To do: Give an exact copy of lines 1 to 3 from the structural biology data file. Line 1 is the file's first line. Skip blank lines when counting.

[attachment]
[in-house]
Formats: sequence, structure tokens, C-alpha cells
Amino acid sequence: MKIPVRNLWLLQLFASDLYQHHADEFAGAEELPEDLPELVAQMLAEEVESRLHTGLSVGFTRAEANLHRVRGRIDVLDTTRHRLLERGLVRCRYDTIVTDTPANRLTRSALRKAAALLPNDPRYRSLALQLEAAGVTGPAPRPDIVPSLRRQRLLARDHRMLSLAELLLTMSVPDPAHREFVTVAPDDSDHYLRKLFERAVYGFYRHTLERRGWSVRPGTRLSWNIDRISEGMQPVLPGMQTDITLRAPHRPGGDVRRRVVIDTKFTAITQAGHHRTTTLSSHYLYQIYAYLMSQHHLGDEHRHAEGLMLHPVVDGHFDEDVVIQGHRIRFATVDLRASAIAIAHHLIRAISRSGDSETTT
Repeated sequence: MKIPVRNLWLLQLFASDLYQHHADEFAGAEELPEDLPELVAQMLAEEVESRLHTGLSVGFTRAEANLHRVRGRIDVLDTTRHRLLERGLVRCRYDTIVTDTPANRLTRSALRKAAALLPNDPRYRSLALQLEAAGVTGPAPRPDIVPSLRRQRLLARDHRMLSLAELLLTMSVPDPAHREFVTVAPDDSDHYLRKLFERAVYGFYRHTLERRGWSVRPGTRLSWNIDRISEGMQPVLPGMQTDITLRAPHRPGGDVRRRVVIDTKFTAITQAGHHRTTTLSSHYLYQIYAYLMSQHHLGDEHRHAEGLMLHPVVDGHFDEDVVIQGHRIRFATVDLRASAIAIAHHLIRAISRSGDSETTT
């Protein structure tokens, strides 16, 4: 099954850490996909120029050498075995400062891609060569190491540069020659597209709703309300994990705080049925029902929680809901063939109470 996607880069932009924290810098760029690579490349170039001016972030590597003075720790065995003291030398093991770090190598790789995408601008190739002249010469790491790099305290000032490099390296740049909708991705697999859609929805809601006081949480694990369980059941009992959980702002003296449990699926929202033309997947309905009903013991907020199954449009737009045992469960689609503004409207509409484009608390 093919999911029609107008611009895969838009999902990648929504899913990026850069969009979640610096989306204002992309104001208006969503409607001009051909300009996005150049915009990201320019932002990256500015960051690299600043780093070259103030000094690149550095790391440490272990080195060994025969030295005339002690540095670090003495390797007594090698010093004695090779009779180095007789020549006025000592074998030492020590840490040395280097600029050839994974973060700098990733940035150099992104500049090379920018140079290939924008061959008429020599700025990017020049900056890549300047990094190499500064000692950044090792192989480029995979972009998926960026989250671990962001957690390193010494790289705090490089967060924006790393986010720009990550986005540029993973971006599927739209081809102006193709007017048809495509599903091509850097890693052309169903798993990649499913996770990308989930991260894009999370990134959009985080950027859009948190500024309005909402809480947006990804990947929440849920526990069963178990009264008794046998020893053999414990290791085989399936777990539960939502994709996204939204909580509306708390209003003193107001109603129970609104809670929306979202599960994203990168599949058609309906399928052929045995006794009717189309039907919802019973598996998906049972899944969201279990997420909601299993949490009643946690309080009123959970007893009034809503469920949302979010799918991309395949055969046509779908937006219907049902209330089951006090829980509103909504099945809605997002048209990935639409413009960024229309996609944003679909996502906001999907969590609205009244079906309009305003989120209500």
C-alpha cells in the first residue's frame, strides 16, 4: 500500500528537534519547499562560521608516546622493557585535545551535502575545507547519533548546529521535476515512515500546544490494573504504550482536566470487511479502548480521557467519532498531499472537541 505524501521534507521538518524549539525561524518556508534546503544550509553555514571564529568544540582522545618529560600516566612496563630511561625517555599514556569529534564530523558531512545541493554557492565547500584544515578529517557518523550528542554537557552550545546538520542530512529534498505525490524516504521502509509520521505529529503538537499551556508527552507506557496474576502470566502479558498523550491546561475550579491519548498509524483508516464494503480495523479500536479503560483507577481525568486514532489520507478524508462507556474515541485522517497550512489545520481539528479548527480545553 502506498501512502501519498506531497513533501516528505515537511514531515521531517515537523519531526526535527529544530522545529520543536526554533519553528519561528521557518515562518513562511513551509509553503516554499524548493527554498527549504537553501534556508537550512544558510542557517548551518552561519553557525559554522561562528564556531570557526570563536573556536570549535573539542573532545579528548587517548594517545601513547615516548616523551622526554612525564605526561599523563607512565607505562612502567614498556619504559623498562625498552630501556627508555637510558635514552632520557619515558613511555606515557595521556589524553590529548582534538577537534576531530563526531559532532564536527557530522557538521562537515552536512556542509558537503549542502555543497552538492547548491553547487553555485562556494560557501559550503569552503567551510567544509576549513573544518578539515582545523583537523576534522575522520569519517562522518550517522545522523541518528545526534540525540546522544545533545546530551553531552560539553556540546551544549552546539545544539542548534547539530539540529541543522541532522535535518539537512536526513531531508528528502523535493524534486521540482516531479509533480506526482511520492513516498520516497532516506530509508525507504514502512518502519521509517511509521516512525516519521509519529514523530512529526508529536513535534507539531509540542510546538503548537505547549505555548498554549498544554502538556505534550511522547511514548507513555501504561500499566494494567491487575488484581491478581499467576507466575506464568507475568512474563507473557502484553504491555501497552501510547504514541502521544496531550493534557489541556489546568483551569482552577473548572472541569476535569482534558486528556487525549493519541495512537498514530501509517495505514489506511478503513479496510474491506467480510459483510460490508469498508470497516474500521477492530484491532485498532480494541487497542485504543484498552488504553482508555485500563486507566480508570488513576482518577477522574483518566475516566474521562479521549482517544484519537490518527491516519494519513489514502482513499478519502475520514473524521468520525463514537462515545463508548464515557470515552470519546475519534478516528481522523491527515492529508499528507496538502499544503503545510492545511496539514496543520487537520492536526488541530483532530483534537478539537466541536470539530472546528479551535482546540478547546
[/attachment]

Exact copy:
[in-house]
Formats: sequence, structure tokens, C-alpha cells
Amino acid sequence: MKIPVRNLWLLQLFASDLYQHHADEFAGAEELPEDLPELVAQMLAEEVESRLHTGLSVGFTRAEANLHRVRGRIDVLDTTRHRLLERGLVRCRYDTIVTDTPANRLTRSALRKAAALLPNDPRYRSLALQLEAAGVTGPAPRPDIVPSLRRQRLLARDHRMLSLAELLLTMSVPDPAHREFVTVAPDDSDHYLRKLFERAVYGFYRHTLERRGWSVRPGTRLSWNIDRISEGMQPVLPGMQTDITLRAPHRPGGDVRRRVVIDTKFTAITQAGHHRTTTLSSHYLYQIYAYLMSQHHLGDEHRHAEGLMLHPVVDGHFDEDVVIQGHRIRFATVDLRASAIAIAHHLIRAISRSGDSETTT